20 unique users filled out the survey and reported:

  • Out of the 14 non-Comcast users, 100% of them were able to access the site.
  • Out of 6 Comcast users, 4 of them were blocked from accessing the site, and reported errors symptomatic of DNS failures ("Oops! Google Chrome could not find www.021yy.org" or "Server not found. Firefox can't find the server at www.021yy.org").

Even with such a small sample, that's enough to conclude that it's not a coincidence. (The real question is how two out of those six Comcast users were able to access the site at all. Maybe they're in a region of the country that's assigned different DNS servers. If I did the survey again, I'd ask people to include where they were living.)

So Comcast users -- at least some of them, probably most of them -- are blocked from accessing certain websites, which are perfectly accessible to users on other providers. I "only" had to test a few hundred domain names before finding one that would consistently fail to resolve on Comcast while resolving successfully on other companies' nameservers. With hundreds of millions of distinct websites "out there," if the same proportion holds, that would suggest that there about a million or more websites similarly affected. And that's not even counting all the other sites — like helpmatt.org, and also including some of the sites in my sample — which apparently resolve 100% of the time on other providers while sometimes failing to resolve on Comcast, but where the failure was not consistent enough to use them as a test case for the Mechanical Turk survey.

Unlike, say, the kerfuffle over Comcast threatening to de-prioritize content delivery from websites that don't pay them a fee, it's unlikely that Comcast is meddling with traffic intentionally here (especially since the sites' IP addresses are not blocked). It's more of a demonstration that if a company is sufficiently big and if it's sufficiently hard to prove that a problem is being caused on their end, the problem can exist for a long time without being solved. I called Comcast tech support after I discovered that sites were blocked on their network but not on other providers, and said that the problem really needed to be brought to the attention of the higher-ups, but tech support was adamant that it was impossible for a member of the public to reach anybody higher up than the call center.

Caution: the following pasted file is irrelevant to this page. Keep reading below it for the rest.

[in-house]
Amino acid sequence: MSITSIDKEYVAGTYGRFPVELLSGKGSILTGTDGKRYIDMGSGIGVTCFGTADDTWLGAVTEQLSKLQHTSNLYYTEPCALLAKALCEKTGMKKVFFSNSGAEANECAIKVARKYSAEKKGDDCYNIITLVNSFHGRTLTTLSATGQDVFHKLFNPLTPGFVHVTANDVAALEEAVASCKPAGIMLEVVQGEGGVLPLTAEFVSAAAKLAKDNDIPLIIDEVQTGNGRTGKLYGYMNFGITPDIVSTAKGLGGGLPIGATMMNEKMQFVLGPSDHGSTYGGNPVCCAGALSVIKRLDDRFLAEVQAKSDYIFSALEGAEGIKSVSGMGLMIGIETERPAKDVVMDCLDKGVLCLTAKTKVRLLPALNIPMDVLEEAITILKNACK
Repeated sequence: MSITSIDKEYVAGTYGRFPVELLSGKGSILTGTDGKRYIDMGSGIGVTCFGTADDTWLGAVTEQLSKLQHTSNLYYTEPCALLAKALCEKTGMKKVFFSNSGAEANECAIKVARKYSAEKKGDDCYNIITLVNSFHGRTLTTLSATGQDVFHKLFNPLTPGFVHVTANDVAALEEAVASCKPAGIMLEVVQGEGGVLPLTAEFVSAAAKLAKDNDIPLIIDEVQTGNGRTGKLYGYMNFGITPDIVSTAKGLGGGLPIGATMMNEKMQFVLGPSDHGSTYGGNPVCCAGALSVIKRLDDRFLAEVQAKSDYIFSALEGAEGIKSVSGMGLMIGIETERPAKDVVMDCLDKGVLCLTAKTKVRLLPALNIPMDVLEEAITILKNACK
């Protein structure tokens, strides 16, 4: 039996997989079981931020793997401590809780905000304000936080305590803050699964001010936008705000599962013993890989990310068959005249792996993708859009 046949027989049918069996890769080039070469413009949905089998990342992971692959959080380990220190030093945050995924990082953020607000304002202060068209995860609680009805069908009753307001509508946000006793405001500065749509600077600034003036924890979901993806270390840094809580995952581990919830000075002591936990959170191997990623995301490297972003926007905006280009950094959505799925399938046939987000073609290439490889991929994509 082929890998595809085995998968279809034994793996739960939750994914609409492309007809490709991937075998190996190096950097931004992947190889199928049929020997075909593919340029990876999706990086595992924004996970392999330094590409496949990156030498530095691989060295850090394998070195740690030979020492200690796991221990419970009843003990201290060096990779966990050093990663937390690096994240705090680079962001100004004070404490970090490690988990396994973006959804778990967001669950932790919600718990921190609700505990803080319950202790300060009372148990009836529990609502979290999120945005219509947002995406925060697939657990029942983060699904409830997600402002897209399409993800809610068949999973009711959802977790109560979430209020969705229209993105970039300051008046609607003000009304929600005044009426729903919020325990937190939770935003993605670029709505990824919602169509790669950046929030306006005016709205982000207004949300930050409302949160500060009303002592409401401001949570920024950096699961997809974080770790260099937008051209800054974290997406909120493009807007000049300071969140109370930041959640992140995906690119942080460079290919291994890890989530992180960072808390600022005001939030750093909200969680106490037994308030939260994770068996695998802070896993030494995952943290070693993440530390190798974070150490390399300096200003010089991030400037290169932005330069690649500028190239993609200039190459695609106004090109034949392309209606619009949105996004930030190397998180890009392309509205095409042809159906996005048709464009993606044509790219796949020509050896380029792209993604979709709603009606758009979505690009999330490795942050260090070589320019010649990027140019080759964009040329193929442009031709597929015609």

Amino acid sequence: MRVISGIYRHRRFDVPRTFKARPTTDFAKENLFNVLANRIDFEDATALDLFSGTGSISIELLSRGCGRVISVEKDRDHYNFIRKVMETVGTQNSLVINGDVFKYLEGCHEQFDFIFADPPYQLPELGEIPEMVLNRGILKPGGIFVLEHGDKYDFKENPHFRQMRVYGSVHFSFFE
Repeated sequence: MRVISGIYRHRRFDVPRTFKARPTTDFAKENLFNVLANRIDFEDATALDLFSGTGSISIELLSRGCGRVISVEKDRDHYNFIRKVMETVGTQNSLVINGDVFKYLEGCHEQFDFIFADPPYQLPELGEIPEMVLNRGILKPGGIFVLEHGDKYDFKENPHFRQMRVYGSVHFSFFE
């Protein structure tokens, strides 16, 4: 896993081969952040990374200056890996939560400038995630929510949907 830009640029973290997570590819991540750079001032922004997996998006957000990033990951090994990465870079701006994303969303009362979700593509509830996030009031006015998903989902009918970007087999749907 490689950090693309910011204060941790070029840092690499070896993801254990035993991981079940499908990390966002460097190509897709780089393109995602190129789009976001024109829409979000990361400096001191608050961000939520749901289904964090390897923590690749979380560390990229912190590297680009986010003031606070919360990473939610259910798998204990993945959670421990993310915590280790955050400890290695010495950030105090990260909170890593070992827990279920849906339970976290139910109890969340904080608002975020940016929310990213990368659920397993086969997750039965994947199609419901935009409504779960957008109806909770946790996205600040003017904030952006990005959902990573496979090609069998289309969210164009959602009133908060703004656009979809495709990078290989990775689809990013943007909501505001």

Even if the number of affected sites is huge, at least it's only a small percentage of websites — I did have to run my script on a few hundred sites before I found one that appeared to be resolving on other DNS servers but not on Comcast. But that likely would have provided scant comfort to my friends who set up the helpmatt.org site, when they were urging people to visit the site and donate, and 25% of potential visitors were unable to reach the page. When it's your website, it's kind of a big deal.

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Crowdsourcing Confirms: Websites Inaccessible on Comcast

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  • Stop (Score:5, Insightful)

    by TheRealMindChild (743925) on Tuesday March 11, 2014 @01:40PM (#46456467) Homepage Journal
    Stop using your ISP's DNS
    • Re:Stop (Score:5, Insightful)

      by Anonymous Coward on Tuesday March 11, 2014 @01:45PM (#46456537)

      Thats good for people who know how to change it, let alone know what DNS is. 99% of the population doesn't which means this does have ramifications for accessibility of a site. Though admittedly, it appears to be a decently small problem.

    • Totally agree here. Comcast has always had DNS problems, and I never recommend using them for DNS.

      However, now that both Comcast and ATT are forcing you to use their router, and their router does not allow you to change DNS, this is much more of a problem.
      • How so? Just about every modern OS (can't speak for OSX from experience, but I'll call it an educated guess) lets you set the computer's DNS instead of having it assigned via DHCP from the router.

        • Re:Stop (Score:5, Informative)

          by Anonymous Coward on Tuesday March 11, 2014 @02:21PM (#46456893)

          I wish kids with no experience would stop running their mouths. That is BS, and even you would understand it if you would think about it. On many of their routers, Comcast redirects port 53 to 75.75.75.75. It doesn't matter what DNS server you set the clients to because Comcast will transparently proxy to their server. As an example with our new IP block from Comcast that isn't yet setup on their DNS server to allow access:

          $ nslookup aol.com 75.75.75.75
          Server: 75.75.75.75
          Address: 75.75.75.75#53

          ** server can't find aol.com: REFUSED

          $ nslookup aol.com 8.8.8.8
          Server: 8.8.8.8
          Address: 8.8.8.8#53

          ** server can't find aol.com: REFUSED

          $ nslookup aol.com 208.67.222.222
          Server: 208.67.222.222
          Address: 208.67.222.222#53

          ** server can't find aol.com: REFUSED

          That shows they're intercepting traffic to both OpenDNS and Google's DNS. We're currently using a modem owned by Comcast, but last week when I swapped in an older modem for testing, I could use DNS on both OpenDNS and Google.

      • Forcing you to use their router? Is this a Comcast-wide policy, or something local to your area? I have never used their router... and for that matter, I even use my own (owned, not rented) modem. I also have a different DNS set up, one that blocks a large amount of potentially objectionable websites (OpenDNS Family Shield).